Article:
Next, a country-style pork pate ($10) with a rustic texture — perfect for spreading on crunchy slabs of grilled bread with grainy mustard and piquant caper berries.

A vibrant orange sockeye salmon gravlax ($9) was as silky as it gets.

Rustic pork pate to spread on crusty slabs of bread.

Vibrant, silky sockeye gravlax.

Beets and horseradish cream on rye.

Caramelized slices of roasted beets were piled atop rye bread smeared with horseradish cream ($8) for a can’t-miss taste of sweet and fiery.

My husband’s entree of rabbit saddle ($32) was super succulent. It’s how you wish supermarket pork loin could be. The leg, alongside, was fried. Porcini, scarlet turnips and mustard greens completed this plate that tasted of the forest.

Fabulous, succulent rabbit.

A duo of meaty sardines -- worth picking through the bones for.

My grilled sardines ($20), which had been cooked in grape leaves, arrived whole and made for messy eating. But it was worth picking through all the tiny bones to enjoy the smoky, rich flesh that lay atop a bed of white beans, avocado and olives.

A soothing tisane of herbs grown in the restaurant's small garden.

To clear the palate, our server brought over a soothing pot of herbal tisane ($4), in which steeped lemon verbena, lemon balm, and mint — all grown on the premises.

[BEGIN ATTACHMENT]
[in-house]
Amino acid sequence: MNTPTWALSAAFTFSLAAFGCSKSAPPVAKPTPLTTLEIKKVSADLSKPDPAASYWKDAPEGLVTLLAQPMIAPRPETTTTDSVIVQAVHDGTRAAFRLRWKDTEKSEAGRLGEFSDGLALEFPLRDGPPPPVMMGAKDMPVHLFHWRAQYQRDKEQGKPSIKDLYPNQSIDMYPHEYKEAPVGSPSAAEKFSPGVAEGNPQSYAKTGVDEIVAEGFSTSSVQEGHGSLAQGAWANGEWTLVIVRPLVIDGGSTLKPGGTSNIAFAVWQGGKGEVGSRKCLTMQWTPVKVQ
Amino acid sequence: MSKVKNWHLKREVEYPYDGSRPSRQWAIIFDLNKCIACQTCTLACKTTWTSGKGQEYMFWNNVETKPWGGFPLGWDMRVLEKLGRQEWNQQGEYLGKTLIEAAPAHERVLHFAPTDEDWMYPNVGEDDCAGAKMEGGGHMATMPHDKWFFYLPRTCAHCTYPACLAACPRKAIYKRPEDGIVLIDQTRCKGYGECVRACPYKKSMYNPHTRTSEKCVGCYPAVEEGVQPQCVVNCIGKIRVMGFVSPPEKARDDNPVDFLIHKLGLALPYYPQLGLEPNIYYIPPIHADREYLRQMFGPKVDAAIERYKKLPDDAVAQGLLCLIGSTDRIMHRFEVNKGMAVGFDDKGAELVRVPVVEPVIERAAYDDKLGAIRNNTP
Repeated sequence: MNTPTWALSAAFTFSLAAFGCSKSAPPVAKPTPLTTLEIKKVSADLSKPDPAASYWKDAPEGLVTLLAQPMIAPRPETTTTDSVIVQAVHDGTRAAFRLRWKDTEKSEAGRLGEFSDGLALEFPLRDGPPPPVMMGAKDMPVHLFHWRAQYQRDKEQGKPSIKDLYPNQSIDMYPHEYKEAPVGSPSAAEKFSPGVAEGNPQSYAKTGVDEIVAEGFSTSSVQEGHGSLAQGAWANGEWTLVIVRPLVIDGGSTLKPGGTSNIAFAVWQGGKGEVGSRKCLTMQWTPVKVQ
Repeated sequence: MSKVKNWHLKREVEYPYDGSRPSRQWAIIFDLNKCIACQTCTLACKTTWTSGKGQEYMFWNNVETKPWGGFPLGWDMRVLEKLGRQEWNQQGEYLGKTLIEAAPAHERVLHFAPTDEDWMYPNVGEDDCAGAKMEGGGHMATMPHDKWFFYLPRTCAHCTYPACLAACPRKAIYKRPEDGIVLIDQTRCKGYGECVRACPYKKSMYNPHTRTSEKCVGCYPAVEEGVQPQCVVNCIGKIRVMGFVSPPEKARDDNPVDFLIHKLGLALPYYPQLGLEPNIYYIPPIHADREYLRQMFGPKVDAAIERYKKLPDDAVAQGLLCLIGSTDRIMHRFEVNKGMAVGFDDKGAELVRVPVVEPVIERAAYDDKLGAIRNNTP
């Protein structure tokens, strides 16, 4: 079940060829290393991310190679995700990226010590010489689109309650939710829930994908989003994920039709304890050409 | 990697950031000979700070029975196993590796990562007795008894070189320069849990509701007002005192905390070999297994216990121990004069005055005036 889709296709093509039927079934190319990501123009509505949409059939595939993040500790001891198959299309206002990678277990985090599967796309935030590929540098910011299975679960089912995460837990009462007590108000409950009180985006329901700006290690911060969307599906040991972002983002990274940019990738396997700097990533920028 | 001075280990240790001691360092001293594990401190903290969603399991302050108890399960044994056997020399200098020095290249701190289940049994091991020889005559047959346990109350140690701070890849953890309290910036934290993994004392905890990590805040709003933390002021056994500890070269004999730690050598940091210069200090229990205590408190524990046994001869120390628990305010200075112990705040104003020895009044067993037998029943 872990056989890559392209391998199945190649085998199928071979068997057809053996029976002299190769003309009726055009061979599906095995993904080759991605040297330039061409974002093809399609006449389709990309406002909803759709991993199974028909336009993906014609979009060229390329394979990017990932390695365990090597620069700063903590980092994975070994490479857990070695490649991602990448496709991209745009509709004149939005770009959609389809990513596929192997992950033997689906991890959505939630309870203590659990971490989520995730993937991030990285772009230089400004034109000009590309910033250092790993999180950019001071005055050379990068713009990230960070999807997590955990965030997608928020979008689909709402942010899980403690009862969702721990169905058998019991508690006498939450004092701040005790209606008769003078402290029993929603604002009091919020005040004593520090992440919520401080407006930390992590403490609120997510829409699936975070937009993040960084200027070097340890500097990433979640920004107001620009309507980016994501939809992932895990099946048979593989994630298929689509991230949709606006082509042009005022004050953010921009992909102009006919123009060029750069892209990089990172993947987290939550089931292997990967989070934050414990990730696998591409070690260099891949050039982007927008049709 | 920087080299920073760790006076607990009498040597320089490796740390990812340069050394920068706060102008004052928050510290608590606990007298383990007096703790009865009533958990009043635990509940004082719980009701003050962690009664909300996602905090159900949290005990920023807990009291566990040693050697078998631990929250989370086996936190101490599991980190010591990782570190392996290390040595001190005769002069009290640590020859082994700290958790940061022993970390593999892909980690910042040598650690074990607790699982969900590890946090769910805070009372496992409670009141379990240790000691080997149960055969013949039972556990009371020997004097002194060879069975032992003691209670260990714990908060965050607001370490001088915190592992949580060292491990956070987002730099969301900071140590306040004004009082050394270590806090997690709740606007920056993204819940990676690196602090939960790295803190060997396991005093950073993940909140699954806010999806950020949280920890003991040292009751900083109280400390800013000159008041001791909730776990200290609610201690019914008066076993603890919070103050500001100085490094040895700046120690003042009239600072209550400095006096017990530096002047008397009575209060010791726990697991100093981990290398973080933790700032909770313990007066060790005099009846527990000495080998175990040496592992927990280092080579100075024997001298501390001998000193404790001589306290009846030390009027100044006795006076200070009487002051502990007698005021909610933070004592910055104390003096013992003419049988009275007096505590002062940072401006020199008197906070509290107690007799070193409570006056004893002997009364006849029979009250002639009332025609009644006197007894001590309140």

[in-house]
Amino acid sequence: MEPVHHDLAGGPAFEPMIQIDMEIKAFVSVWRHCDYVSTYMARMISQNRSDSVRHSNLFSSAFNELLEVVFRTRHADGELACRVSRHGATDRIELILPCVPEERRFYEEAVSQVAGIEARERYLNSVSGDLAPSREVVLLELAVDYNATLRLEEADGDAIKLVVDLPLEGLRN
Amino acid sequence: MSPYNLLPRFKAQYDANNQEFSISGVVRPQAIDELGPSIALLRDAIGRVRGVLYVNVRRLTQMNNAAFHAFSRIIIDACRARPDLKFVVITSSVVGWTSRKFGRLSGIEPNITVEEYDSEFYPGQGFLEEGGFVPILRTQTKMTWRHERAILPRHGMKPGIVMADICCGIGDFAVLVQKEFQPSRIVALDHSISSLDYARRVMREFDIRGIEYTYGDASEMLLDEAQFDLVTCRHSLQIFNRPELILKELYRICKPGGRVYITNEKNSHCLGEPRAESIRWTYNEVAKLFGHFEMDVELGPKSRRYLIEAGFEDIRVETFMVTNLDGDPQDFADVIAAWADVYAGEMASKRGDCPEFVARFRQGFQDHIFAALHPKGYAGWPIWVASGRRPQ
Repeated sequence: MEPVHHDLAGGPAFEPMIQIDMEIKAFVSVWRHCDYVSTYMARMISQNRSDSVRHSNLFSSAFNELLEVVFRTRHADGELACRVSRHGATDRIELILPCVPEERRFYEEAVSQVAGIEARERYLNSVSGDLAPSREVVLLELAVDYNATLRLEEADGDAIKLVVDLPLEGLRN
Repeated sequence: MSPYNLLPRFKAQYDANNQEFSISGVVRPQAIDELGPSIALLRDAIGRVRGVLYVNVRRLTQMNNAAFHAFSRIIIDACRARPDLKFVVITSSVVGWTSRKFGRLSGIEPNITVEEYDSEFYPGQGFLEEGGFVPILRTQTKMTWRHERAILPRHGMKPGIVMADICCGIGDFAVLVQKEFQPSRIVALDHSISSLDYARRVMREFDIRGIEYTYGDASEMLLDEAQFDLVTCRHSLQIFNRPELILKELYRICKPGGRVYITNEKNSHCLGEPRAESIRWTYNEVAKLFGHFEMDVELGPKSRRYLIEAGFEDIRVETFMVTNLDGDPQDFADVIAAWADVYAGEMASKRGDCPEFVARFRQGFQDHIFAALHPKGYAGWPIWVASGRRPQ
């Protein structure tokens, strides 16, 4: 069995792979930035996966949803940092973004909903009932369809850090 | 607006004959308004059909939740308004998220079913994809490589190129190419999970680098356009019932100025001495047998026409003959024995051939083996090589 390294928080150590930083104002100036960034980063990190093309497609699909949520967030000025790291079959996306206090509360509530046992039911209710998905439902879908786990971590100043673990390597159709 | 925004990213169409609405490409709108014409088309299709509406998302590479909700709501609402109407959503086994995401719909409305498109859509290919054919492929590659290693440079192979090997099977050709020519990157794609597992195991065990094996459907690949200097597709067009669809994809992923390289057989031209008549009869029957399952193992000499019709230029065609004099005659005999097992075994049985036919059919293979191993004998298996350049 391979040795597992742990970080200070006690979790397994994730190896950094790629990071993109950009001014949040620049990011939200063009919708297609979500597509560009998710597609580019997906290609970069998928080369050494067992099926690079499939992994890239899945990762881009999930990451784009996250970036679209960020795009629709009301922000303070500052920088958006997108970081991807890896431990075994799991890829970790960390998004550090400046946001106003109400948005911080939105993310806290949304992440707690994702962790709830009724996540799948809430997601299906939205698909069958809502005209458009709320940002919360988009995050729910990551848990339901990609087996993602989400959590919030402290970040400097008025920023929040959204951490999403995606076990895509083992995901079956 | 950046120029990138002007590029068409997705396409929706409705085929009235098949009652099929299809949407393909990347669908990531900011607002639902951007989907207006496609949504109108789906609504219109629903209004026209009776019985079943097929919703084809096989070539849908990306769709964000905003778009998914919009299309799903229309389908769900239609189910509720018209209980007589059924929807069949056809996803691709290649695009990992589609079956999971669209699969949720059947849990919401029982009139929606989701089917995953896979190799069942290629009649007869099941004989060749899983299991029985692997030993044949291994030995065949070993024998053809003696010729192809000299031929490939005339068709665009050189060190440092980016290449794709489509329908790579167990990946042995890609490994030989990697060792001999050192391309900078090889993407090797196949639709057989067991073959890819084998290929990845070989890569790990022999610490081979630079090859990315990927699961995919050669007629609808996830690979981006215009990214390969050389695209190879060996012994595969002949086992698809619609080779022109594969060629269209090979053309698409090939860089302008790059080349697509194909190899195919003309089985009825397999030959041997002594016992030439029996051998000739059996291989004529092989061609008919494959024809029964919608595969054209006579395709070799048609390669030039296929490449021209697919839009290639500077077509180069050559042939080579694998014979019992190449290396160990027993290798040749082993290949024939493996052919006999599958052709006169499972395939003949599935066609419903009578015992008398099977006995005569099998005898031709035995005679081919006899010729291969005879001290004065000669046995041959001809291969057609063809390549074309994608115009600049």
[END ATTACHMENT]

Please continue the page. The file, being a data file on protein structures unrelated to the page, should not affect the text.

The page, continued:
An amazing, towering crepe cake.

I can never pass up a crepe cake when I spot it on the menu. This rather regal version ($9) was gilded with cherries and hazelnuts. It was delightfully eggy and custardy with noticeable vanilla flavor. The bruleed top was a nice touch, as was the fact that this towering stack was made up of 35 crepes. Yes, even our server was curious as to the exact number, so she went back to the kitchen to ask and was in awe as much as we were upon hearing the answer.

After all, Bar Agricole aims to please — in the coolest manner possible.

More: Bar Agricole’s Chef and Mixologist Wow at SF Chefs Food Wine 2011

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Date: Friday, 12. August 2011 5:25
Trackback: Trackback-URL Category: Chefs, General, Restaurants, Spirits/Cocktails/Beer

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13 comments

  1. 1

    Lovely food! I really love the dessert.

    Cheers,

    Rosa

  2. 2

    You must have been one happy gal to find a drink that included ginger =)

    I’ve never been a big anchovy fan, but “marinated local” are definitely appealing. And ohmygosh … crepe cake!!!!!